The cornea is the window at the front of the eye. In the normal eye the cornea is transparent. Light is able to enter the eye through the clear cornea, pass through the clear lens to focus on the retina at the back of the eye. When the cornea is deformed or damaged from injury or disease, the path of light to the retina is distorted. The picture that the retina passes to the brain is not clear and sight becomes distorted or patchy.
The chief function of the cornea is to help focus and transmit light. When this is interfered with by either irregularity, scarring or waterlogging and cannot be helped any more by any other treatment (eye drops, drugs, spectacles or contact lenses) a corneal graft may be performed to:
- improve your sight,
- alleviate your pain, or
- repair a perforation (if your cornea has ruptured).
What is a corneal graft?
It is an operation in which part of your cornea is removed and replaced with a similar piece of cornea from a donor eye. Moorfields Eye Bank collects and stores donor corneas for transplant.
Mr Sian is able to offer the latest corneal graft surgical techniques such as DMEK or DSAEK for Fuchs corneal dystrophy and bullous keratopathy, anterior lamellar corneal graft (big bubble/ manual technique for keratoconus) and Penetrating keratoplasty.
The type of graft that you are suitable for will depend from the disease affecting your cornea and will be discussed and explained to you at the time of your consultation.
Corneal graft surgery is performed under general or local anaesthetic. For a full thickness graft, a central piece of poor cornea is cut through and removed from your eye. It is replaced by clear cornea removed in the same manner from the donor eye. This is then sewn in place with very fine stitches which are removed 1-2 years later. The operation takes about an hour, and is carried out under either general or local anaesthetic.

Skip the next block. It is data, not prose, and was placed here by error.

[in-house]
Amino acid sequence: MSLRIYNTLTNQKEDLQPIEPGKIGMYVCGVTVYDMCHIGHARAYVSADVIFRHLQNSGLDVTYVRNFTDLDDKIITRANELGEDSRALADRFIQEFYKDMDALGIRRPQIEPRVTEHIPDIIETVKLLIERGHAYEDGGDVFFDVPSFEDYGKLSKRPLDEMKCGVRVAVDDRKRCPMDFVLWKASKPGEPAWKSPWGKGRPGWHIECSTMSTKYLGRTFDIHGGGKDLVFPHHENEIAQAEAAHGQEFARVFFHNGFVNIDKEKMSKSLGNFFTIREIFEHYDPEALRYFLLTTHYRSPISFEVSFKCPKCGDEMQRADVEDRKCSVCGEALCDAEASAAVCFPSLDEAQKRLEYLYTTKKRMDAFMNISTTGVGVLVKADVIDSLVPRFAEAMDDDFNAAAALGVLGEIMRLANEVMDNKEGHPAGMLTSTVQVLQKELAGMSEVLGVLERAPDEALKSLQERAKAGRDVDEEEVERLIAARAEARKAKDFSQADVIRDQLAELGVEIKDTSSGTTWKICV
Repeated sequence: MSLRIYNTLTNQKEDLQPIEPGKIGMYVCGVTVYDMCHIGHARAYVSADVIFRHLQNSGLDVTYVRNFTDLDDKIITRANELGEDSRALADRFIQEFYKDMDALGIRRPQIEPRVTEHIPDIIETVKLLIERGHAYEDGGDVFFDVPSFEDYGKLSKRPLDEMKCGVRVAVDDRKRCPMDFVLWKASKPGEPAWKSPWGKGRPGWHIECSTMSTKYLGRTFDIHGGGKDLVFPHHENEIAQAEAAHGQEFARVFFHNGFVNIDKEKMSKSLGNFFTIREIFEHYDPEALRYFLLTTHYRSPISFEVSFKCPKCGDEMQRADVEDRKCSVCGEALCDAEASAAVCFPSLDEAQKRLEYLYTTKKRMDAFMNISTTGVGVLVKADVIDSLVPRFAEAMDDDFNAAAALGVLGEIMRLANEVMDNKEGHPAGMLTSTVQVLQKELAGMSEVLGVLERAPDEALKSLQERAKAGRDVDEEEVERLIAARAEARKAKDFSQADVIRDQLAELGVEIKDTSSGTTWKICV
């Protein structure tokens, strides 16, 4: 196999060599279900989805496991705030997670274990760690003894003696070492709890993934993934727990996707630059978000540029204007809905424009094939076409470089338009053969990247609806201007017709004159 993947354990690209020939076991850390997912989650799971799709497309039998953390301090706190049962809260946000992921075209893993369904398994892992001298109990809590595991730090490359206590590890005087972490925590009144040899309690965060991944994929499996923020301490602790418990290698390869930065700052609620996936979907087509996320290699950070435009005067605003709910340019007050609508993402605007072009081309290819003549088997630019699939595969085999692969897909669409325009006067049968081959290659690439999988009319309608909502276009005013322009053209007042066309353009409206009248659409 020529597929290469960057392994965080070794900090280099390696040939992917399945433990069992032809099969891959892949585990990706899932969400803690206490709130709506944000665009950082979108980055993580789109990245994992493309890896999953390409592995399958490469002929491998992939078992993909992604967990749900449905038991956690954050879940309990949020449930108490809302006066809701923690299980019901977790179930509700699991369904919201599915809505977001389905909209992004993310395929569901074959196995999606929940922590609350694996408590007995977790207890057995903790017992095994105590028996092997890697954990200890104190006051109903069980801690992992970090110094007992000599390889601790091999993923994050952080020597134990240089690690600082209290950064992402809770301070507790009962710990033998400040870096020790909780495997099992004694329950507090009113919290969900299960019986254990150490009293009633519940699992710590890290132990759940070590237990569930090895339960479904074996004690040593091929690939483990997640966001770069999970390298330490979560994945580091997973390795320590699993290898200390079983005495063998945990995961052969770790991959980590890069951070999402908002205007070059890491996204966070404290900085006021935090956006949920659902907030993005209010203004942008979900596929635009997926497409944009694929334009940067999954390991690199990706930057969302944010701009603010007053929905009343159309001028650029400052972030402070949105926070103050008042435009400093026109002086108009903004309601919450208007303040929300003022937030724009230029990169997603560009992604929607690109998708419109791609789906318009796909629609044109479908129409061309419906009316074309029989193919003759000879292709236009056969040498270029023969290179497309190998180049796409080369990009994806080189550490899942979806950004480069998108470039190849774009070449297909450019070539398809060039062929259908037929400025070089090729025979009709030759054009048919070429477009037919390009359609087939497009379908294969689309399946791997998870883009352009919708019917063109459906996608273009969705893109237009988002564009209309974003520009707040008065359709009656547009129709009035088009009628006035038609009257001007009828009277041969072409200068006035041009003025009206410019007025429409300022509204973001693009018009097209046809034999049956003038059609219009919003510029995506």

Post operative care
After the operation, the operated eye only will be covered with an eye pad and protective plastic eye shield. As the anaesthetic wears off, some discomfort may be felt in and around the operated eye. If you feel any pain, ask for medicine for relief of any pain or sickness. You may resume normal activities when you feel able to do so. You will be shown how to instil eye drops safely and correctly prior to your discharge.
The day after the operation the eye pad is removed. Your sight will probably be blurred; your eye may water and be uncomfortable in bright light. You will be asked to return to the hospital in the next few days to be examined by Mr Sian.
How long will I use eye drops after the operation?
You will continue eye drops for six months or more after the operation. It is essential the eye drop treatment is continued exactly as instructed until the end of the course. This is very important because it helps prevent infection and rejection.
There is a danger of rejection of the transplant as the body’s immune defence system recognises the donor cornea as foreign and attempts to damage the “foreign material”.
Rejections occur most often in the first year after the operation, following a change of treatment, after removal of stitches, or as a result of eye infection or injury. However, rejection can occur at any time after a corneal graft, even years later after your discharge from outpatients. It is therefore important to be aware of the signs.